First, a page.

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Wednesday, January 09, 2008

Go Green in 2008 ~ Microcleaning

You are correct to assume with all the cleaning the purportedly going on over here, there could also be a substantial number of paper towels used. Sixteen, to be exact. That is how many paper towels it took the "old" me to do a whole house cleaning. My inspiration to try micro-cleaning cloths instead of paper towels came from my fairy godmother maids who super-cleaned my bathroom. You will recall me mentioning that they did not come armed with an arsenal of chemicals, but rather a bag of rags and a bucket of elbow grease.



I will still use paper towels on problem areas like the cat box, the trash can, and the toilet until their use is forbidden by law. However, other areas are probably even more effectively cleaned using these cloths versus paper towels, and a little of that good ol' elbow grease. The different types do make a difference. The dusting cloth (green) is rough and attracts lots of dust to it. The cloth for glass and mirrors (yellow) is baby fine, and thus far streak-free. I also designate a prep towel to use during meal preparation to dry my hands, and then wipe everything down. That towel then goes straight into the wash.

So, how many paper towels does it take me now to clean the house? Six. Getting better!

Note: A word of caution. If you use sponges for cleaning, make sure to have different sponges for different tasks. A roommate I lived with for one summer used the dishwashing sponge to clean the bathrooms without our knowledge. I cannot tell you all the funky ailments our group experienced that summer, had how much sense everything made once we realized who the culprit was. I believe her excuse at the time was that she was saving paper towels. There is a right way and a wrong way to be conservative. Designating sponges or the micro cloths for different functions helps cut down on spreading ick throughout your whole house. If you do go from bad (kitchen) to worse (bathroom) with the same sponge or cloth, make sure to disinfect after you are finished cleaning that day using the dishwasher/washing machine, the microwave, super duper hot water, or cleaning solutions, if you are so inclined.

4 comments:

Junie Moon said...

I don't use sponges at all because the pores harbor hidden little bits of evil bacteria no matter what you do to try to sterilize them (and the microwave trick doesn't fix it either). Instead I knitted simple cotton cloths and sewed flannel pieces to use as cleaning cloths.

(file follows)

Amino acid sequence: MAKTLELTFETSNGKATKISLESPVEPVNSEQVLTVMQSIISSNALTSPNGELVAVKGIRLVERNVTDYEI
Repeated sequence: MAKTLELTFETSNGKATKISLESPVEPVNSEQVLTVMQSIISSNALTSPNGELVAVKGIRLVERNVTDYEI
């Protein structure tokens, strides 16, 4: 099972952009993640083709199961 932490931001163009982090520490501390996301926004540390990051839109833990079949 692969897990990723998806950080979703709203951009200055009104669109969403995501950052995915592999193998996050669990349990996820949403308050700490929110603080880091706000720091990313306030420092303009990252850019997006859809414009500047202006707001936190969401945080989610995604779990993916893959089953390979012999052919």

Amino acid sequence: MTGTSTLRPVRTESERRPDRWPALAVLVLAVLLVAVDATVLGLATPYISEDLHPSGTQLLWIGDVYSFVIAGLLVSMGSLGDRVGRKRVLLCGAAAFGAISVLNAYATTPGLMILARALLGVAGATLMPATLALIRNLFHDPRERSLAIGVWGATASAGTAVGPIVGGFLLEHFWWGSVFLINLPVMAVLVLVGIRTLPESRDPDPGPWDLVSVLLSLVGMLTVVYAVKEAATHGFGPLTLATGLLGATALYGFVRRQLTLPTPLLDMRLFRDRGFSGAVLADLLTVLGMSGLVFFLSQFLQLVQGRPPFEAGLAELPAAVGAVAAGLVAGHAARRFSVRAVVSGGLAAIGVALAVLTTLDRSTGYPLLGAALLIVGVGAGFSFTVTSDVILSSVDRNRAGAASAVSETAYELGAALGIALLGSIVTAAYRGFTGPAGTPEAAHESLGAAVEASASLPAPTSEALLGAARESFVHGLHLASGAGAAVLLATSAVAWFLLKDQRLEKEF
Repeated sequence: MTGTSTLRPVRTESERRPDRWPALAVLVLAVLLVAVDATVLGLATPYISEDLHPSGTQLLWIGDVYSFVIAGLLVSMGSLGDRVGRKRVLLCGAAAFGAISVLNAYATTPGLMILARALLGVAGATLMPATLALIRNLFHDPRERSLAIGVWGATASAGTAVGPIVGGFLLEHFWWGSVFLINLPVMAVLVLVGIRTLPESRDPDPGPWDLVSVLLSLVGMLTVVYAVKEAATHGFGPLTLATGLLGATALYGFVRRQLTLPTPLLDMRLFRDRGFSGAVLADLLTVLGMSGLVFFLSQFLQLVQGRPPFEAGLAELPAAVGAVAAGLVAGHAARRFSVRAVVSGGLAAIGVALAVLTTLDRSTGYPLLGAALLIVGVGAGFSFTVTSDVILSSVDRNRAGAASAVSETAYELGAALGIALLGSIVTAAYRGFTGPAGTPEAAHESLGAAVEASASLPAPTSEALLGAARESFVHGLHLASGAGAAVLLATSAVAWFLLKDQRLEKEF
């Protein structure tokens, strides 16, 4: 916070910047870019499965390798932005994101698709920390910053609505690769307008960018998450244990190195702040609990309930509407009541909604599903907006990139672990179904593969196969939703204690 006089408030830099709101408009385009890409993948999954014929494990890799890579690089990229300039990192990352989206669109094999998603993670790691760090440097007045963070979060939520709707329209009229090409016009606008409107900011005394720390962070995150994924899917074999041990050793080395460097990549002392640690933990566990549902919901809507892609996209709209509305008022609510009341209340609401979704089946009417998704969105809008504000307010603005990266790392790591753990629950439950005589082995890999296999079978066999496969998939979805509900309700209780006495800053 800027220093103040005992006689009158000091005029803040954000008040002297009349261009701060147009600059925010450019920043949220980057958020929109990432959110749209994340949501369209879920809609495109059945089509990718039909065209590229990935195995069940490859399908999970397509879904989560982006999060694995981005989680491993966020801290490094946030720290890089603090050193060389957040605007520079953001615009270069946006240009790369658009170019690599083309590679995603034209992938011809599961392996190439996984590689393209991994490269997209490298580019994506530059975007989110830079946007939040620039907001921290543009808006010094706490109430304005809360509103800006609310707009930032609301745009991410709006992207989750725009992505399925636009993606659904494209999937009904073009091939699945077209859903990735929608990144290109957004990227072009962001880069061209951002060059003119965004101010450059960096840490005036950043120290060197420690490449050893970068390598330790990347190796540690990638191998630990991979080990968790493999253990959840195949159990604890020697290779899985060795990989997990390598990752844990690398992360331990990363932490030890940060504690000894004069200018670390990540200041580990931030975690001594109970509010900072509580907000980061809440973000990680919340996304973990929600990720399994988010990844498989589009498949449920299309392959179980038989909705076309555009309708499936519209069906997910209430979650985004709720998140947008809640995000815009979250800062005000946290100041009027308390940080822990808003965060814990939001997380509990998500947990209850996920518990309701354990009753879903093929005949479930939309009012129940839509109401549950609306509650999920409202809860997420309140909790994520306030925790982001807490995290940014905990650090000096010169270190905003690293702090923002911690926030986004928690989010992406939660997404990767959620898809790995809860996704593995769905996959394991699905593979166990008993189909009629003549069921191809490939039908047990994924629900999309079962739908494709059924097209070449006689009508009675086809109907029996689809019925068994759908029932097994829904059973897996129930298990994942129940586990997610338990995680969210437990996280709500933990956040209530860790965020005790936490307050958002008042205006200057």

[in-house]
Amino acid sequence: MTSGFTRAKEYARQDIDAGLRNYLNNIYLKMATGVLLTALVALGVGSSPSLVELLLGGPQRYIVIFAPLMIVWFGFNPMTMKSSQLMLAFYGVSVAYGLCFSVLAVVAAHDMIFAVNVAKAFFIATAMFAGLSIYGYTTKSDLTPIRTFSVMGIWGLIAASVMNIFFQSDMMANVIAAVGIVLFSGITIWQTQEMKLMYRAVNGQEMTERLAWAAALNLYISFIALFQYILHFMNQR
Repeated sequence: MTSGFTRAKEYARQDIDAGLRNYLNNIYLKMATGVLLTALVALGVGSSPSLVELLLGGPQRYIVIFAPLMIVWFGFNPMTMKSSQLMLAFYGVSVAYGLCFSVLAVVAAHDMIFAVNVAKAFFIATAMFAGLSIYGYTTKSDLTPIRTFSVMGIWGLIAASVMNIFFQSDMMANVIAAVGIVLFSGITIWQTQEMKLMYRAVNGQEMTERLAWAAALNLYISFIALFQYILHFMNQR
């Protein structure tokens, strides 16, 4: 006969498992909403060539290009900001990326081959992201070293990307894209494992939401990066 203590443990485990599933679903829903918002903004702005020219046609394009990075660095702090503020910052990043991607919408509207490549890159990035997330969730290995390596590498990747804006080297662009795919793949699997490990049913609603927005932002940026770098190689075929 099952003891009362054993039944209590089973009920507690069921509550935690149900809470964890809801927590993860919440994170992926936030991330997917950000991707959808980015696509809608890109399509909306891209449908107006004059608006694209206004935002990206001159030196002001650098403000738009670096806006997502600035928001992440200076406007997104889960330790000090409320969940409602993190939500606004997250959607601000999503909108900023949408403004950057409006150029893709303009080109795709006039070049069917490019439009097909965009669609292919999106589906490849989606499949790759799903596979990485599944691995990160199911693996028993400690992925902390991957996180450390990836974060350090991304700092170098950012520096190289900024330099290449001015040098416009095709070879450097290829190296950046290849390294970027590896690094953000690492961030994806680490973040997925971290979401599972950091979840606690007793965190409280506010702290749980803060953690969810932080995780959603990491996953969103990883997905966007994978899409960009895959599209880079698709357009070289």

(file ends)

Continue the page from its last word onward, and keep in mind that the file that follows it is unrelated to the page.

I'm truly enjoying your posts about healthier cleaning in 2008.

Carrie said...

I have that same set of cleaning cloths! Although they're so staticky they kind of drive me nuts.

I'm trying to cut out paper towels too.. although I still use them for things like the cat. Yuck. I really need to get on the ball with getting more kitchen towels and other rags. I've even thought about dyeing different cloths different colors for what parts of the house they're for.. floors, kitchen, bathroom, etc. Although they all get washed together so as long as I throw them in the wash when I'm done I'm not sure it's worth the effort?

Nice story about the sponge though.. I stopped using sponges when I couldn't find any that weren't antibacterial!

The Shopping Sherpa said...

I have white sponges for the dishes and wiping down kitchen countertops, stove and table.

I have blue sponges which are for the "unclean" jobs (floor, rubbish bin, toilets etc)

Still haven't tried microfibre cloths, might give them a go this year (although I have a huge stack of white sponges to get through first)

While we're on the subject of cleaning, if you use those large rectangular scotch pads for scrubbing your dishes, try cutting them in quarters before you use them. I've been doing this for years - each packet lasts 4 times as long and it's easy to use the smaller sized pad to get into tricky areas...

jek-a-go-go said...

I'm loving your tips! We are slowly switching from paper towels to cloth. when we rotate our kitchen sponges, the one that was the counter top sponge (it gets bleached weekly) becomes the bathroom sponge for the big bathroom clean up then we throw it away. Otherwise I use an old T-shirt to do weekly wipe downs of the sink, top of the toilet, etc that gets hung on the line to dry then tossed in the wash.